Commercial mortgage lending expected to see slight recovery in 2021
Volumes should rise this year but it could become more difficult to get loans for certain property types, the Mortgage Bankers Association said.

Commercial and multifamily mortgage origination volume should recover somewhat in 2021, the Mortgage Bankers Association said.

The trade group forecasts $486 billion in loans secured by income producing properties will be originated this year, compared with an estimated $440 billion in 2020, a year in which commercial real estate was heavily impacted by COVID-19, especially lodging and retail.

"The economic rebound MBA anticipates in the second half of the year should bring greater stability to the markets, but with continued differentiation by property type," Jamie Woodwell, vice president for commercial real estate research, said in a press release. "Much of the path forward will depend on the virus and our confidence and ability to move past it."

That will carry through to 2022, with the MBA forecasting $539 billion in commercial and multifamily lending that year.

Even so, that preliminary estimate of last year's activity was well below the MBA's January 2020 prediction of $683 billion.

For the multifamily segment only, the MBA predicts $323 billion in originations in 2021, up from an estimated $302 billion last year. Heavy refinance activity for government-backed mortgages boosted the 2020 total, Woodwell said.

For 2022, the MBA is projecting $358 billion in multifamily mortgage originations.

Commercial originations are likely to be helped by the expected 36% year-over-year increase in maturities for mortgages held by nonbank lenders this year.

A total of $222.5 billion of the $2.3 trillion of outstanding commercial and multifamily mortgages held by this group will mature in 2021, the most since 2009, Woodwell said in a separate press release. About $163.2 billion in nonbank commercial and multifamily mortgages matured in 2020.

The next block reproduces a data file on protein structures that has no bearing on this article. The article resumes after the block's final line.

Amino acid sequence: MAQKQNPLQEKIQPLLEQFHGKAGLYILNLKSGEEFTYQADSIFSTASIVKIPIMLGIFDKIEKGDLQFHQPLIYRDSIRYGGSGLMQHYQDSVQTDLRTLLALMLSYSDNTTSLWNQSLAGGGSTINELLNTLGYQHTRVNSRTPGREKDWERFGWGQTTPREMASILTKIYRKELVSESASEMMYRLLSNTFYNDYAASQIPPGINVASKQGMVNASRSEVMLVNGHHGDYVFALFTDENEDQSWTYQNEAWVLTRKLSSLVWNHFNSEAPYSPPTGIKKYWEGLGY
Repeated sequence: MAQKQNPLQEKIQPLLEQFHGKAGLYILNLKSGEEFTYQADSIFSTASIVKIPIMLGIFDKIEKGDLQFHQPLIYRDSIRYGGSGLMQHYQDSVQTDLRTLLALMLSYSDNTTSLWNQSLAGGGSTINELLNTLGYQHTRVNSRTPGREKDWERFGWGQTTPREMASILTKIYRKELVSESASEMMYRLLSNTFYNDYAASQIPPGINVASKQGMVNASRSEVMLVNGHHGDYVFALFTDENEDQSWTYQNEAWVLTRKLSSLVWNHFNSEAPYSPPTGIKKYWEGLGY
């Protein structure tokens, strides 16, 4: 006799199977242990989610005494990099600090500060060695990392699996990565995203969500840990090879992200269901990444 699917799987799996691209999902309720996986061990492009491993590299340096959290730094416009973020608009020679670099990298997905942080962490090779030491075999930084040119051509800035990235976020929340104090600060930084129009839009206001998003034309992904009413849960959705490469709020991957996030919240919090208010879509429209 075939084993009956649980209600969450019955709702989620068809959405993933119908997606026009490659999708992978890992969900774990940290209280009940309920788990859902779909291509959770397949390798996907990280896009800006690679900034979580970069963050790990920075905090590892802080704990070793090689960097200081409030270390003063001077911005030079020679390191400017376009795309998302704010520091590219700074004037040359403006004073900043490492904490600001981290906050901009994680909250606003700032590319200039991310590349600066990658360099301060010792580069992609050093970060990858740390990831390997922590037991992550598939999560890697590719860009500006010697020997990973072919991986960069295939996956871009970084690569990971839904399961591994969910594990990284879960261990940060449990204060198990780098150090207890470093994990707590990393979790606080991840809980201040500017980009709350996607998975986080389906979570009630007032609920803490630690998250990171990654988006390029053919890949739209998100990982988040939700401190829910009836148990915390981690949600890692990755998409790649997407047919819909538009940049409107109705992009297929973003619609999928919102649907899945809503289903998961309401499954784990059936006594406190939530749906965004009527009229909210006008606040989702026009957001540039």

"Many life company, government-sponsored enterprise and Federal Housing Administration loans that would have been coming due this year were instead refinanced or prepaid early," Woodwell explained. "Those declines have been more than made up for by shorter-term loans with 2021 maturity dates made by commercial mortgage-backed security and investor-driven lenders."

In 2020, there was an increase in commercial and multifamily mortgages that reached maturity but remained outstanding: 1.5% as of Dec. 31, versus 0.8% on the same date in 2019. It’s likely that these loans were not refinanced due to challenges raised by the pandemic.

But this amount was still much lower than the share of such mortgages during the financial crisis years between 2009 and 2012, when the rate of matured loans still outstanding ranged between 2.25% and 2.75%.

CMBS lenders have the largest total outstanding balance of commercial and multifamily mortgages maturing this year at $100 billion; that represents 16% of their holdings.

Then there are $72.6 billion or 30% of the commercial mortgages held by credit companies and other investors that are coming due.

Life insurance companies have $39.8 billion (6 %) of their outstanding mortgages maturing.

For the government-guaranteed investors, $10.1 billion (1%) of the outstanding balance of multifamily and health care mortgages held or guaranteed by Fannie Mae, Freddie Mac, FHA and Ginnie Mae will mature in 2021.